Isabelle Gautheron insists.
In Thursday’s qualifying session, Britain’s first man Philip Hindes crashed after a quarter of a lap in the match against Germany, prompting a re-start with the home team going on to win the title in world-record time by beating France in the final to give Sir Chris Hoy his fifth Olympic gold medal.
“The team sprint regulations should be changed. We need more clarity,” said Gautheron. “But the best team won, they beat the world record twice, they deserved their victory. They played with the rules. When you crash in the team sprint, it’s considered as a false start.”
Hindes seemed to have trouble with his front wheel and was about to be passed by team-mate Jason Kenny. Under International Cycling Union (UCI) regulations, Britain would have been disqualified had Kenny, the second rider in the three-man set-up, passed Hindes as riders start in a pre-determined order and are not allowed to change it.
German-born Hindes said afterwards that he had crashed deliberately, before denying it in the post-race news conference. He was quoted as saying: “I just crashed. I did it on purpose to get a restart...it was all planned really.”
The British team said his comments had been “lost in translation”, adding that the cyclist, who was cleared to switch nationalities and compete for the hosts in March, had started learning English only in October 2010.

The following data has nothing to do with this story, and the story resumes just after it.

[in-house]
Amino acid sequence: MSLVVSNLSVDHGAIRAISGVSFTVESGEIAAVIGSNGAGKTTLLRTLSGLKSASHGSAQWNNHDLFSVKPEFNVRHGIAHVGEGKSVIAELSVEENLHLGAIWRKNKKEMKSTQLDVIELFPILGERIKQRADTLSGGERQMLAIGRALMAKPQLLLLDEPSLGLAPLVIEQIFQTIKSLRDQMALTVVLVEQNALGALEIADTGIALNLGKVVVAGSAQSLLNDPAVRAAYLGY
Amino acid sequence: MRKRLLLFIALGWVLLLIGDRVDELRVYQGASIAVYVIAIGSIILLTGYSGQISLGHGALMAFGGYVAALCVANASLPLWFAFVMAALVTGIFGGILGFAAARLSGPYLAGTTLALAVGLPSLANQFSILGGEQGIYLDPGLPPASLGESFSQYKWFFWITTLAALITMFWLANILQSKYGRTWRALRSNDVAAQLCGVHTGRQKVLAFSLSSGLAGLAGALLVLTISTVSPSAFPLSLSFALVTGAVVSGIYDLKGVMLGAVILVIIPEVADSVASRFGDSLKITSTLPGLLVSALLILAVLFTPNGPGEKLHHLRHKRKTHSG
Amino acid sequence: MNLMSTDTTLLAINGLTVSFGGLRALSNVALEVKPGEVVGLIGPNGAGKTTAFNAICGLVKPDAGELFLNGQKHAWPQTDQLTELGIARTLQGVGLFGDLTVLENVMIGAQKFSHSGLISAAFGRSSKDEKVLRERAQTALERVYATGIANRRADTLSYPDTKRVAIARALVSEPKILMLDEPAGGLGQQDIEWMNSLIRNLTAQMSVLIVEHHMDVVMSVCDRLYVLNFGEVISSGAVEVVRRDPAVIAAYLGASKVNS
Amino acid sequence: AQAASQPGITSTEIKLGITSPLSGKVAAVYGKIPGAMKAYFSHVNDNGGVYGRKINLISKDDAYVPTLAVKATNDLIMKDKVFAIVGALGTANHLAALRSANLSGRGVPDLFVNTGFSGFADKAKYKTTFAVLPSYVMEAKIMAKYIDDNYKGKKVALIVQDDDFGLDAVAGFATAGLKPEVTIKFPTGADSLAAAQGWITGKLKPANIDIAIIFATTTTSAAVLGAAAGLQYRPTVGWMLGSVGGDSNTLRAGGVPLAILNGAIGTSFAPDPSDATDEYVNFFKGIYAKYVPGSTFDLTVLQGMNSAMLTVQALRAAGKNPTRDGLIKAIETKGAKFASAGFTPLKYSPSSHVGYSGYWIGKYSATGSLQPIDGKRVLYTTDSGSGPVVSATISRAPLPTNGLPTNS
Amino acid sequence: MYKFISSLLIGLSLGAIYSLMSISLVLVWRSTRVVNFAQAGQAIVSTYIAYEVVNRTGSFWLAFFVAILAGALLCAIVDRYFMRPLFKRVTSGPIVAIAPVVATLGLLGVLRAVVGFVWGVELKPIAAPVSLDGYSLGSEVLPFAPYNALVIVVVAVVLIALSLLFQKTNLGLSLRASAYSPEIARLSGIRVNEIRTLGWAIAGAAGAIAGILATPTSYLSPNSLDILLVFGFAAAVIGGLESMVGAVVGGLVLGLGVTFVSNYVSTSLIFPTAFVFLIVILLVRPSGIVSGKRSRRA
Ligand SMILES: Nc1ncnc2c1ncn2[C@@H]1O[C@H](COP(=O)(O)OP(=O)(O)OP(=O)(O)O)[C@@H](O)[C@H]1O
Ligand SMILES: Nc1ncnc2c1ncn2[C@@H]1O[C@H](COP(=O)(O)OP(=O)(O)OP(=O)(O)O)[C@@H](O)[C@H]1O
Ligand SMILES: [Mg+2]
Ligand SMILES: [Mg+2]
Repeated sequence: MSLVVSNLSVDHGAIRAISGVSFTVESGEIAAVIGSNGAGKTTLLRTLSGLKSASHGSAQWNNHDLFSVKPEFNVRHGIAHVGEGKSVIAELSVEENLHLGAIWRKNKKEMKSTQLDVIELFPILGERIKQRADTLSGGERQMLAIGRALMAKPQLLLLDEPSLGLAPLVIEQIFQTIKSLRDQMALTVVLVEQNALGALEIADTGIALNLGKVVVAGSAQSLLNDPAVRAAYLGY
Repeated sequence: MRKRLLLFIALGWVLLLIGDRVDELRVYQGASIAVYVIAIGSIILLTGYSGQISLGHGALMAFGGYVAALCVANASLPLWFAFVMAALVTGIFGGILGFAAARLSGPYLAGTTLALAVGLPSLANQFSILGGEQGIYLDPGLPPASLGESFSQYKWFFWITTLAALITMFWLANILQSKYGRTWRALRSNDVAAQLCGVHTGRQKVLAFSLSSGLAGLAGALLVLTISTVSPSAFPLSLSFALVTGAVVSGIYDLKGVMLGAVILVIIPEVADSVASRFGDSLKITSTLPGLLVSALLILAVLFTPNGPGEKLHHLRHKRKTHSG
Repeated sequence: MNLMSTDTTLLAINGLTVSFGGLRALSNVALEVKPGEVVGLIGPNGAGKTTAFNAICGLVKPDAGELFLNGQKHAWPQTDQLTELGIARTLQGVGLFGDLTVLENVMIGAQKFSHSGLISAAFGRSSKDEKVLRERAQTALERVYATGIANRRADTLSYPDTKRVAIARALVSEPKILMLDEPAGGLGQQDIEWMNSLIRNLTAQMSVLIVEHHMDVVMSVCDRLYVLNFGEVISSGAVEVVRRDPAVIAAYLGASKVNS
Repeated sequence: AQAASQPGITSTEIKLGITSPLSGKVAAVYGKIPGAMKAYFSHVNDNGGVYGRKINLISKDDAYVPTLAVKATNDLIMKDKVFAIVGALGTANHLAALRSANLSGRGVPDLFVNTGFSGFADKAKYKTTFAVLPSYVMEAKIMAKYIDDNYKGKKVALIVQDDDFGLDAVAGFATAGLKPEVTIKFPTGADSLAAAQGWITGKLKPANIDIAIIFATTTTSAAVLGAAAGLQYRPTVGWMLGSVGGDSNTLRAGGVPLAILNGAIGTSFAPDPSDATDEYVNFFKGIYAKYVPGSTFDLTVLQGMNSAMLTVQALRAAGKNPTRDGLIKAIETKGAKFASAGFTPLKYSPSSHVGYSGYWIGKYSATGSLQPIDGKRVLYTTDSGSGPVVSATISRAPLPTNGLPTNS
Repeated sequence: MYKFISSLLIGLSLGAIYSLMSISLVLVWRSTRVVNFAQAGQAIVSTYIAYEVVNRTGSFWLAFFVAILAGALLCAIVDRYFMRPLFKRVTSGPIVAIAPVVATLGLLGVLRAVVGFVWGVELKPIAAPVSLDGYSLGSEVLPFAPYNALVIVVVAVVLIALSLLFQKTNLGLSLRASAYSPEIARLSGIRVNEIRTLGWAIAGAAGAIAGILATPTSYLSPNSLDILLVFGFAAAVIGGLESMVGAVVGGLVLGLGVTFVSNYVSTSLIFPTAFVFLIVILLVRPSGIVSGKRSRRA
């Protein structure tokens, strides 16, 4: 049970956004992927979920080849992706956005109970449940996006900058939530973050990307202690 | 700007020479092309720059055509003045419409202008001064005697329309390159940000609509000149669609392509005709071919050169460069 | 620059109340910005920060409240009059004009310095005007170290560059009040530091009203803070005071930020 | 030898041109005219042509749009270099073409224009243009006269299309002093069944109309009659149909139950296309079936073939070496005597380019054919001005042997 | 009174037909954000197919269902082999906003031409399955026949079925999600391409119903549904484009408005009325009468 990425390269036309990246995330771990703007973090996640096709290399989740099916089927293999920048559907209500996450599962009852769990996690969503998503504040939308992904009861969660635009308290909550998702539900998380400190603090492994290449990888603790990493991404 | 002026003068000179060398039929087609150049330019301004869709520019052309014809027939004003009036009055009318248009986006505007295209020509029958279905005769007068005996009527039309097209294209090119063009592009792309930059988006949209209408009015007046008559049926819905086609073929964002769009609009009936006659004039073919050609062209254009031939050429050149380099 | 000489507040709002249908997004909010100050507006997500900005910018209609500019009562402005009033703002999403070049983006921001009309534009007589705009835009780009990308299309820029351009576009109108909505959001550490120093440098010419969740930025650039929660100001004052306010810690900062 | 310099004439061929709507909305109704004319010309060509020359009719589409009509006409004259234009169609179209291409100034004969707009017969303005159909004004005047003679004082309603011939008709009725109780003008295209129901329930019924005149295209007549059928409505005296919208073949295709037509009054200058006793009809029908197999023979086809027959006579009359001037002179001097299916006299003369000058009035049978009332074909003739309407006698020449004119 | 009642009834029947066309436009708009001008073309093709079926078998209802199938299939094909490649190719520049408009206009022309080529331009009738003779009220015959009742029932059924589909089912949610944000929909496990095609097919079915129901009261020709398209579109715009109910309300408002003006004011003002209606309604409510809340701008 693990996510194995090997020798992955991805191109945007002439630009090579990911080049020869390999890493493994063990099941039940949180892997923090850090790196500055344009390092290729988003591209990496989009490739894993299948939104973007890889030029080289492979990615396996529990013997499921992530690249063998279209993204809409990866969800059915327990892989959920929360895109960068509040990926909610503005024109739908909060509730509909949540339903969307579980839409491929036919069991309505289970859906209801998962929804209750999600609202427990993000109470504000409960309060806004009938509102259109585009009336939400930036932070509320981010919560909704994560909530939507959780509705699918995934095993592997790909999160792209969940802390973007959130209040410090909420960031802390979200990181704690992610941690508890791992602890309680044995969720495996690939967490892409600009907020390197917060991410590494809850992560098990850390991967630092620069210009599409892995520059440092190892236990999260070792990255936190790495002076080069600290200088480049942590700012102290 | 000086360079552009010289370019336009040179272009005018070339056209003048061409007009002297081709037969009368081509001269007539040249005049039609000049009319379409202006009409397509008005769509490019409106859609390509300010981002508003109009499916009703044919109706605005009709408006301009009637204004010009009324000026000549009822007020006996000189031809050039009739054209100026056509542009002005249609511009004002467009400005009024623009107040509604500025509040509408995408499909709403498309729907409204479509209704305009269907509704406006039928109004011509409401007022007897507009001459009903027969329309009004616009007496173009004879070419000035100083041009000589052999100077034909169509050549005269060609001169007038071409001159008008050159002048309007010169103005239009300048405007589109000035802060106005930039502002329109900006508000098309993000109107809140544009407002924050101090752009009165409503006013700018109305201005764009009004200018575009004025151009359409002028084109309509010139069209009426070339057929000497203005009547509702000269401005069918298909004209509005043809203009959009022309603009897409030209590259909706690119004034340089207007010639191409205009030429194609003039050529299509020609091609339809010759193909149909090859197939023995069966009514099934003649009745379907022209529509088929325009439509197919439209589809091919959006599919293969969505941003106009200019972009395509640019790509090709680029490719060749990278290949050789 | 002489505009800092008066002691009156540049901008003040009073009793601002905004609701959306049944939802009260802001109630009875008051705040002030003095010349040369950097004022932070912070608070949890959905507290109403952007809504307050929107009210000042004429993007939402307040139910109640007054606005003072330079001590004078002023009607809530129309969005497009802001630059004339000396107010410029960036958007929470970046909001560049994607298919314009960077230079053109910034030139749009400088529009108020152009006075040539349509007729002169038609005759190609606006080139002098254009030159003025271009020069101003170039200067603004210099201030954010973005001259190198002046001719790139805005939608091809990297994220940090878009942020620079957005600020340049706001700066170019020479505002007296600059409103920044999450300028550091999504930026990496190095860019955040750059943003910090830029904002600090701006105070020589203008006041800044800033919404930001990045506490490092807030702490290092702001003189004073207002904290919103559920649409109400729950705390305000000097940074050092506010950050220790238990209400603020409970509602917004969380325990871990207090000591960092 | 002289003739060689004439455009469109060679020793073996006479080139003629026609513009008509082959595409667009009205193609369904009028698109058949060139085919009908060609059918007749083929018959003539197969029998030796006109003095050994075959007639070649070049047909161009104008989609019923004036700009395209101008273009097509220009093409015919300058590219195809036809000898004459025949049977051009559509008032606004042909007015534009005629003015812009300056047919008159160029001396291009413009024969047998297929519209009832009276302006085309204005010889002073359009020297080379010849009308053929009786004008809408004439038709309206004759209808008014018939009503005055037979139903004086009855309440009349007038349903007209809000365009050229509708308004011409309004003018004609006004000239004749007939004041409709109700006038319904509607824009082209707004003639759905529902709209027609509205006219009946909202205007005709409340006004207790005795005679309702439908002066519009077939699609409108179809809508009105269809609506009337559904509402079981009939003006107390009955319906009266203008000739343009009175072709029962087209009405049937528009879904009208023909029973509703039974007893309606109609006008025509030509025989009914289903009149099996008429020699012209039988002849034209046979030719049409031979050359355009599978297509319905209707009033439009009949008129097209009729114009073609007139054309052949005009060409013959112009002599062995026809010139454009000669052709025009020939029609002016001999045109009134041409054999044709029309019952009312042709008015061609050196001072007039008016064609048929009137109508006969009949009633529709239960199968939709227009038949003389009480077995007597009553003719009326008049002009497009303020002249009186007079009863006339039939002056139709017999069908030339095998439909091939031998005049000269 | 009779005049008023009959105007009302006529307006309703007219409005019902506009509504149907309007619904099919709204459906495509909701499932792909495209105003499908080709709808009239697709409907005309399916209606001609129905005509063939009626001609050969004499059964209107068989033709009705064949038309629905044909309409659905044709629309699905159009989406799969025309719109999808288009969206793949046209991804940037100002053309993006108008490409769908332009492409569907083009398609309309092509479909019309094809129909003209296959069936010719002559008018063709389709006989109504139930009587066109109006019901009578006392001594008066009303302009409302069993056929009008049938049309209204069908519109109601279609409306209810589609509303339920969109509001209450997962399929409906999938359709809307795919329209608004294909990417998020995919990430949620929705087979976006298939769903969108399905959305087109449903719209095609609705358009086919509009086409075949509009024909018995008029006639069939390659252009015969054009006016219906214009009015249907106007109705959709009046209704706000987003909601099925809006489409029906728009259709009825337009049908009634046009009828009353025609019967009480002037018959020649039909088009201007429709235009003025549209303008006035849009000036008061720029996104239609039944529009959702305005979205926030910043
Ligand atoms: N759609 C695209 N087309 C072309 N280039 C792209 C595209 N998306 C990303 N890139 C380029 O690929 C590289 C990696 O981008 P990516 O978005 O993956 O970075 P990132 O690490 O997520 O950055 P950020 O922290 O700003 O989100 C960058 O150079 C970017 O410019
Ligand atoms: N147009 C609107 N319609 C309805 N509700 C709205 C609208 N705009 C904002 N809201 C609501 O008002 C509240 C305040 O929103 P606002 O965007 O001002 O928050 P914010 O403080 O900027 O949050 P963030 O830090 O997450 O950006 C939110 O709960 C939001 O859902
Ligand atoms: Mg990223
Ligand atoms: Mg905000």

The incident is certain to spark more debate about fair play at the Olympics, but the International Olympic Committee (IOC) said yesterday it was happy with events at the cycling. “At present there are no plans (to investigate),” spokesman Mark Adams said. “People were not deprived of the contest. The UCI are aware of the situation. They do not see any reason to question the result and neither do we.”
The UCI said they were aware of the remarks attributed to Hindes but would not comment.
Gautheron suggested that the UCI should have a way to find out whether a crash was deliberate or not. “I have no problem with that rule, it’s just that they should find a way to see if a rider crashes on purpose or not,” she said.
Kaarle McCulloch, who won a women’s team sprint bronze for Australia on Thursday and witnessed the crash, defended Hindes. “I assume and hope that every athlete has good sportsmanship and I don’t think that the Great British team would have done something like that on purpose,” she said. “I can’t imagine that Philip would have done that on purpose, it was maybe a slip of the wheel, the track is quite slippery with the tyres that we run.”
There was more drama and chaos at the Velodrome on Thursday with Britain and China being relegated in the women’s team sprint for illegal changeovers. Britain were left empty handed while China had to trade their gold medal for silver in favour of their final opponents Germany.
“It’s a bit amateurish, the regulations are not precise,” said Frenchman Daniel Morelon, the China coach. “Even Germany had not seen anything.” I did not get a proper explanation (from the commissaires).”
Morelon, the last Frenchman to win the individual sprint Olympic gold in 1972, said that Hindes’s trick was fair. “It’s part of the game, you just don’t say it,” he said. “A false start should be allowed. Otherwise you can lose everything you have worked for for four years on a slip.”